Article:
Brussels mulls joint EU purchase of new antiviral COVID pills

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The European Commission is actively exploring the joint purchase of the new antiviral pills that can be taken at home to treat mild and moderate COVID-19, even if some EU countries are moving forward with their own agreements.

The two pills, Pfizer’s Paxlovid and Merck’s Molnupiravir (also known as Lagevrio), have been touted as a revolutionary step in the fight against coronavirus as the highly contagious Omicron variants sends infections numbers to record highs across the world. The medicine prevents the virus from multiplying and reduces the severity of the disease.

The European Medicines Agency (EMA) has already issued official advice on how to use both treatments: the pills should be taken twice a day by adults with COVID-19 as soon as possible after the positive test and within five days of the start of symptoms.

Paxlovid combines two active substances that come as separate tablets.

EMA’s advice does not amount to marketing authorisation, which is the result of a lengthier rolling review. The advice, however, serves as guidance for those EU countries that decide to deploy the pills as an emergency treatment to deal with high infection and death rates.

Some EU countries, including Germany, Belgium, Italy and Greece, are in touch with the pharmaceutical companies to purchase doses. Germany has ordered 1 million doses from Pfizer, while Belgium intends to buy 10,000 doses from each company.

Meanwhile in Brussels, the European Commission is in “exploratory talks” with the developers and stands “ready to negotiate” new joint procurement contracts, although no agreement has yet been signed, a spokesperson confirmed to Euronews.

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“The decision to launch a procurement procedure is taken by participating countries, when at least four countries and the Commission agree to proceed,” the official noted.

Promising therapeutics

The common scheme for antiviral pills is expected to follow the example set by the purchase of COVID-19 vaccines: back then, the Commission signed contracts with drugmakers on behalf of the 27 member states in order to guarantee an equal and affordable distribution across the bloc.

The executive has said its negotiating power as a single market of 450 million citizens allowed the EU to obtain doses for a low, uniform price.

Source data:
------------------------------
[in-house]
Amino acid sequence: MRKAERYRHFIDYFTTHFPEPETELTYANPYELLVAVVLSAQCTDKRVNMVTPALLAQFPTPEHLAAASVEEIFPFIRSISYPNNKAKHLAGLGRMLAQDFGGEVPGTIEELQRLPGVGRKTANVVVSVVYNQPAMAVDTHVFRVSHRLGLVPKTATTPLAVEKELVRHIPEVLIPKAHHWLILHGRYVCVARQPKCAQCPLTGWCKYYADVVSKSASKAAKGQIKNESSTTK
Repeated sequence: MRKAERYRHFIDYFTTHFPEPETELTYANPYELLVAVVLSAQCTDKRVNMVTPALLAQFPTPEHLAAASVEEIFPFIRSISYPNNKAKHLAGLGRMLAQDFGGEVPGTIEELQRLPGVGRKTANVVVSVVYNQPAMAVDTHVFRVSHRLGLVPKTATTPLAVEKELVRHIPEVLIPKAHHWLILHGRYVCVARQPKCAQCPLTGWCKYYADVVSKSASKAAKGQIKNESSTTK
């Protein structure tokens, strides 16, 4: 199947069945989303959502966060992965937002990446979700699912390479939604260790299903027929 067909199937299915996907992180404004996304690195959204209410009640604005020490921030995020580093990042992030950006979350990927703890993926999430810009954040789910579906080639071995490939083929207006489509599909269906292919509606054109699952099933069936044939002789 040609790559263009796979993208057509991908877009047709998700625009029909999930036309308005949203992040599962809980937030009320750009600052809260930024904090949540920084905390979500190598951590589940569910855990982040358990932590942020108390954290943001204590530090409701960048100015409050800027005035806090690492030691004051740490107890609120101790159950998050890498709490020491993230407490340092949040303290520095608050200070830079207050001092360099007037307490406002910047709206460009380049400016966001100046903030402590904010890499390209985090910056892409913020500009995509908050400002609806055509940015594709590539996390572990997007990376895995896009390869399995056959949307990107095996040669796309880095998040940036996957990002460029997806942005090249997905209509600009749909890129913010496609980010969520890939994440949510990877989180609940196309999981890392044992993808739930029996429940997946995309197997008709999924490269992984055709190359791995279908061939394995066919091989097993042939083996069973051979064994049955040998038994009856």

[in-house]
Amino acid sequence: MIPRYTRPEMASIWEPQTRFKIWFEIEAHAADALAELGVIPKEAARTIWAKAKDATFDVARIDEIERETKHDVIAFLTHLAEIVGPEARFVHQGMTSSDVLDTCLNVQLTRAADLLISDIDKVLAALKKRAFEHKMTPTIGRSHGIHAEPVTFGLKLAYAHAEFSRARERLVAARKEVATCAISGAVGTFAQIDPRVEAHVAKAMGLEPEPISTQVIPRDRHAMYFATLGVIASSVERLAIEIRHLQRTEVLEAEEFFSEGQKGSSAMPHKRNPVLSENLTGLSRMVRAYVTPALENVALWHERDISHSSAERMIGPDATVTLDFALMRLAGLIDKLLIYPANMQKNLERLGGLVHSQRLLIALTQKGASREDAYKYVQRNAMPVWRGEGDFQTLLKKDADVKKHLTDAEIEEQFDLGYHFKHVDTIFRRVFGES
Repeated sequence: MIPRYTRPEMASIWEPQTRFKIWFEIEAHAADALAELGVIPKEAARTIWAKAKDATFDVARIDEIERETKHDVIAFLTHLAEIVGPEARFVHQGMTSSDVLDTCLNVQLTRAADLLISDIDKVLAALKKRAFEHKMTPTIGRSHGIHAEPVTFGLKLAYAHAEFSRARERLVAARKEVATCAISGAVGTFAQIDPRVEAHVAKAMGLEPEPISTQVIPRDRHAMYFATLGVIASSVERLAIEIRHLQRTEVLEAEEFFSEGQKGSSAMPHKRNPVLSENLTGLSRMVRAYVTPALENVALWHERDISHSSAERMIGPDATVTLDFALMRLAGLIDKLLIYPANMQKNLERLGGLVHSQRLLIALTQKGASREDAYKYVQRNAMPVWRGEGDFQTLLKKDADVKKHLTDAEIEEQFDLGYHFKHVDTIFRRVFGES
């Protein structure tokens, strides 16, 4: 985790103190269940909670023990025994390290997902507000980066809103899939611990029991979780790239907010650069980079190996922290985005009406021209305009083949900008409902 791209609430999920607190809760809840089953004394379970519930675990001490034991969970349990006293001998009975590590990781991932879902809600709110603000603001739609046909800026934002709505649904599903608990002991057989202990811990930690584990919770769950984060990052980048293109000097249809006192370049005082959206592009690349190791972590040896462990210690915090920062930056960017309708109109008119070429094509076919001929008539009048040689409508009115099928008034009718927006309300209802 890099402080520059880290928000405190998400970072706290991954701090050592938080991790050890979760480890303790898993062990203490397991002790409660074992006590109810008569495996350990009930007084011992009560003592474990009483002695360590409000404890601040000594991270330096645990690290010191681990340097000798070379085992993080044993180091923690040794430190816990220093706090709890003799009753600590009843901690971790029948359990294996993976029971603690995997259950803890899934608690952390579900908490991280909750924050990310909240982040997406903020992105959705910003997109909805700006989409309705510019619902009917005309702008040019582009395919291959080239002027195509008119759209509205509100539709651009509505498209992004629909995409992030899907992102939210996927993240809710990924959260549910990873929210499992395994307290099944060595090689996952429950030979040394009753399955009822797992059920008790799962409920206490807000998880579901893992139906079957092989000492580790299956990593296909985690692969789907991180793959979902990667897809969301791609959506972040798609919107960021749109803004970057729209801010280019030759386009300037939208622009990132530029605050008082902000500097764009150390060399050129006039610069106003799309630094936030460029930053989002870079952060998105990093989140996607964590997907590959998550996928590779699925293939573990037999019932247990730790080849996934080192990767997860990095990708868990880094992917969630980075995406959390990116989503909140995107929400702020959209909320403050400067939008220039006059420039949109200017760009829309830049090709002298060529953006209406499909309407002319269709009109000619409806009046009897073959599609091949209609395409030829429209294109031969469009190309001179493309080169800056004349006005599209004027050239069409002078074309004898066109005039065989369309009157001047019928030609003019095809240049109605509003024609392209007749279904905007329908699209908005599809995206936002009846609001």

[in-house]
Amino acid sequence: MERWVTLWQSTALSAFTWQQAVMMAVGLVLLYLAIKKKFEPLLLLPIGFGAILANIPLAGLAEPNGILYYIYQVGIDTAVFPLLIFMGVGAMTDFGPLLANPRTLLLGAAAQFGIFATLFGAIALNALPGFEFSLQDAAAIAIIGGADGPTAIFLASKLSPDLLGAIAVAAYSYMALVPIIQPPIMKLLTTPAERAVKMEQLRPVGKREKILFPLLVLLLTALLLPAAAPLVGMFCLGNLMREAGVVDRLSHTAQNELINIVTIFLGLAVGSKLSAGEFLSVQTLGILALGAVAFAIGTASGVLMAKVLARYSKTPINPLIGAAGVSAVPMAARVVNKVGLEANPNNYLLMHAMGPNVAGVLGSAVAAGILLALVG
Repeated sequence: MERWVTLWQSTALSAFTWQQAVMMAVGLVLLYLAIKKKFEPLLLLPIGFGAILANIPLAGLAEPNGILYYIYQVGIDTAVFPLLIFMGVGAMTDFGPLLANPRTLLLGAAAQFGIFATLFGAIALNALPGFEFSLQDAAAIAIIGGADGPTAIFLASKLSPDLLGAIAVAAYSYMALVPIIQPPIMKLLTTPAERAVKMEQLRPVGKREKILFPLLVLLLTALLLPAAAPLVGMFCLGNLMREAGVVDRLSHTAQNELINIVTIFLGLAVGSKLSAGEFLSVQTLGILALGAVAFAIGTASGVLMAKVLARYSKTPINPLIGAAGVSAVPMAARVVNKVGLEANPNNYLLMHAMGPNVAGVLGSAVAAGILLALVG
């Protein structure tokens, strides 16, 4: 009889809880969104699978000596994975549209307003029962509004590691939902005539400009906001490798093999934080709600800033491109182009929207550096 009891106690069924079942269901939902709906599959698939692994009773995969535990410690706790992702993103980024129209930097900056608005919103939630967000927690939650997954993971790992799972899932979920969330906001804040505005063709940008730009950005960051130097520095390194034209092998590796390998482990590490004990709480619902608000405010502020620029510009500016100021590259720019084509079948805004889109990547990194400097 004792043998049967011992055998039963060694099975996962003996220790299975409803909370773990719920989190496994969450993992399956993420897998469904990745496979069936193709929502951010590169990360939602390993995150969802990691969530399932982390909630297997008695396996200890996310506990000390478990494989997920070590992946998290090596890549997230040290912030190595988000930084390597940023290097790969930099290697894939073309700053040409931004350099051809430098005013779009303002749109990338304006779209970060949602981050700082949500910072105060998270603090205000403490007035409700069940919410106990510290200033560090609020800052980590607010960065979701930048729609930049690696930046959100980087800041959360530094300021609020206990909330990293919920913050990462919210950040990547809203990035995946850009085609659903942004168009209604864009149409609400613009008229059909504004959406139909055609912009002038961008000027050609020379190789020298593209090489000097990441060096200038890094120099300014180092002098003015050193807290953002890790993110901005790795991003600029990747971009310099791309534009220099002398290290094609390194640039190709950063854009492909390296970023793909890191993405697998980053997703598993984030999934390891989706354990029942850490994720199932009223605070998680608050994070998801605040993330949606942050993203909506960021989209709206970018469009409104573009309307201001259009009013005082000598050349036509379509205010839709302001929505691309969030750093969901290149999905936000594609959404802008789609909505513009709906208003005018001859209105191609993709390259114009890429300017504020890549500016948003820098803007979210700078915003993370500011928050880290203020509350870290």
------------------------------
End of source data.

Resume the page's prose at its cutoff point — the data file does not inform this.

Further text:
Despite a slow start, the vaccine scheme is now considered a success, having delivered more than one billion doses since December 2020. Nevertheless, disparate vaccine uptake between member states – particularly in some Eastern countries – has dented the final results.

The talks for antiviral pills follow a call from EU leaders during an in-person summit last December. “The implementation of the EU strategy on COVID-19 therapeutics, including joint procurement, should be taken forward,” leaders said.

The Commission had previously identified 10 promising therapeutics to treat coronavirus patients, a list that included the three antiviral pills, including Pfizer’s, Merck’s and AT-527 from Atea Pharmaceuticals and Roche.

Regulators in the United Kingdom and the United States have already authorised the Pfizer and Merck pills and patients can access the treatment in hospitals and pharmacies under prescription. The US has ordered 20 million courses of the Pfizer tablets.For the first order of 10 million courses, signed in November, the American government paid $5.29 billion.

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“We are in discussions with [over] 100 governments around the world regarding supply agreements for PAXLOVID, including the European Commission and European governments. Agreements are already in place with multiple countries,” a Pfizer spokesperson told Euronews.

“Our goal is to deliver this oral antiviral therapy as soon as possible, subject to country regulatory authorization and in line with supply agreements.”

Pfizer’s antiviral COVID-19 pill was found to reduce hospitalisation and death in high-risk patients by nearly 90 per cent, in a study carried out by the company.

The results surpass the success of Merck’s product, which is estimated to reduce serious illness or death by around 30 per cent, down from an earlier calculation of 50 per cent. Merck’s disappointing downgrade led France to cancel an initial order of 50,000 doses.

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